Good, but still not great.
I know that an epic, exhilarating hour of 24 is coming, but the show’s iconic return hasn’t blown my mind quite just yet. It’s a pity really because I thought this season’s 12-episode format would mean we’d jump straight into the action, but things aren’t exactly thrilling yet.
I applaud the writers for affording the season’s Big Bad so much attention. Michelle Fairley’s turn as widow terrorist Margot Al Harazi is suitably creepy. In addition, it comes complete with a drone-relate trauma that fuels her present-day vendetta, and an unsettling desire to pimp her daughter out by any means necessary. Less successful is the attention afforded to the relationship between her daughter Simone and her husband Navid. Do we really need such soap opera theatrics distracting us from the main plot? The whole point of a 12-hour season is so we can sidestep such superfluous subplots. I guess some things never change.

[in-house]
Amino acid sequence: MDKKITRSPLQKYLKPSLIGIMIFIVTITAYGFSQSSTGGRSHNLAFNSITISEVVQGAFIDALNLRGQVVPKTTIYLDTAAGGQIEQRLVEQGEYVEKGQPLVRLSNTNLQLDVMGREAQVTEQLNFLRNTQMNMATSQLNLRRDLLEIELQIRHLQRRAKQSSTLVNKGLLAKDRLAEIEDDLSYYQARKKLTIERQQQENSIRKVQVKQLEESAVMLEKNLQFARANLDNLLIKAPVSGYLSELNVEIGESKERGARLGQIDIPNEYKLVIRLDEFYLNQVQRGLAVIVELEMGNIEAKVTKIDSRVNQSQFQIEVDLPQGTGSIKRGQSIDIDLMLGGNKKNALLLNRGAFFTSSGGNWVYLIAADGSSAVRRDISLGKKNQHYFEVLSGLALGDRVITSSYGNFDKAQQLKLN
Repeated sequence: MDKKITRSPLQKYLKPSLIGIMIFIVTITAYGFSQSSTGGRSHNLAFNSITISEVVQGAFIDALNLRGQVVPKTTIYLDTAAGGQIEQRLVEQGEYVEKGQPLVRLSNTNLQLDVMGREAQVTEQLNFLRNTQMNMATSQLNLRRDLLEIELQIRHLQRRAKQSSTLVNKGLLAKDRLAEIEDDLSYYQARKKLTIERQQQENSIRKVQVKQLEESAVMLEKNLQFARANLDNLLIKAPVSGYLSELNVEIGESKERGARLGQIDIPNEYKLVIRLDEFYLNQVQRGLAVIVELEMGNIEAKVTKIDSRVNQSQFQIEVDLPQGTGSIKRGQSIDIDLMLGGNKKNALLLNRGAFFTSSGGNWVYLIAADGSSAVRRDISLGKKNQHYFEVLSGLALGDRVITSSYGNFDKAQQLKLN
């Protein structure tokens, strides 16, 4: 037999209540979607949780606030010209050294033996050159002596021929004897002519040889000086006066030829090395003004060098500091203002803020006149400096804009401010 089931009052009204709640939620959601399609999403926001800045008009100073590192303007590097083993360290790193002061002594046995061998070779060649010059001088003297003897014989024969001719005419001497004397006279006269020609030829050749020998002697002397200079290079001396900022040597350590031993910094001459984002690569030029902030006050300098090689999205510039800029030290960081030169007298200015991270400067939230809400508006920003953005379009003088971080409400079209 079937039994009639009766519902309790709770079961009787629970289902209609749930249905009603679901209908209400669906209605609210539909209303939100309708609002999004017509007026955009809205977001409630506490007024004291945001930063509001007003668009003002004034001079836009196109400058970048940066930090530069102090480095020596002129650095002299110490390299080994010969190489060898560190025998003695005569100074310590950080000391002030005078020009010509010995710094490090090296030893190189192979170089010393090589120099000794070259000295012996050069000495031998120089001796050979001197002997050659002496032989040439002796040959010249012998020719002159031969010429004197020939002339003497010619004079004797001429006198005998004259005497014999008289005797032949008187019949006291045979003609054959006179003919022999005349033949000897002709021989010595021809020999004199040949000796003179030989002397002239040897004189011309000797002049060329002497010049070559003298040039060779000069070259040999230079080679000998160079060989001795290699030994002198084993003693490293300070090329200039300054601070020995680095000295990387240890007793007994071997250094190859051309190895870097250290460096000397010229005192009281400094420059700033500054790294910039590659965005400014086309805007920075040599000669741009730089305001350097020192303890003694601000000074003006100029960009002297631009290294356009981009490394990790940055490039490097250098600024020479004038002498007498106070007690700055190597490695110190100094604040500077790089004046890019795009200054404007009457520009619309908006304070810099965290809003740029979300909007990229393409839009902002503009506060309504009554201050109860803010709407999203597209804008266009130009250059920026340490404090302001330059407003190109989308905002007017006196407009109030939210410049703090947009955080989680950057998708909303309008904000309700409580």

Thankfully, Bauer and Chloe’s dynamic is still a joy to watch, and now there’s an added layer to the proceedings with the heartbreaking reveal of Chloe’s husband and son dying thanks to her extracurricular activities with Jack in the past. I’ve always loved these two, and the writers continue to display subtle finesse where this bond is concerned. More please.
The ending of this hour was also excellent with Jack purposely (and shockingly) shooting several innocent bystanders in the legs. His act causes just enough panic and chaos to gain him entry into the embassy with Morgan hot on his trail. Something tells me this development is exactly what we need to kick the season into high gear.
– Brilliant moment with Simone purposely slicing her leg and splattering blood on her face before blaming Jack and making her escape.
– Mark signing Heller’s name was pretty darn sneaky. Something tells me he’s going to be doing a lot of risky stuff before the day is over.
– Margot watching Simone and Navid having sex was beyond disturbing. Bad Mamma Stark!
– I know I was supposed to be totally engrossed by Heller facing off with the MPs at the end but it all felt remarkably uneventful. It’s moments like these where the urgency of the show’s iconic split screens fall flat.
Another solid albeit unspectacular entry from 24.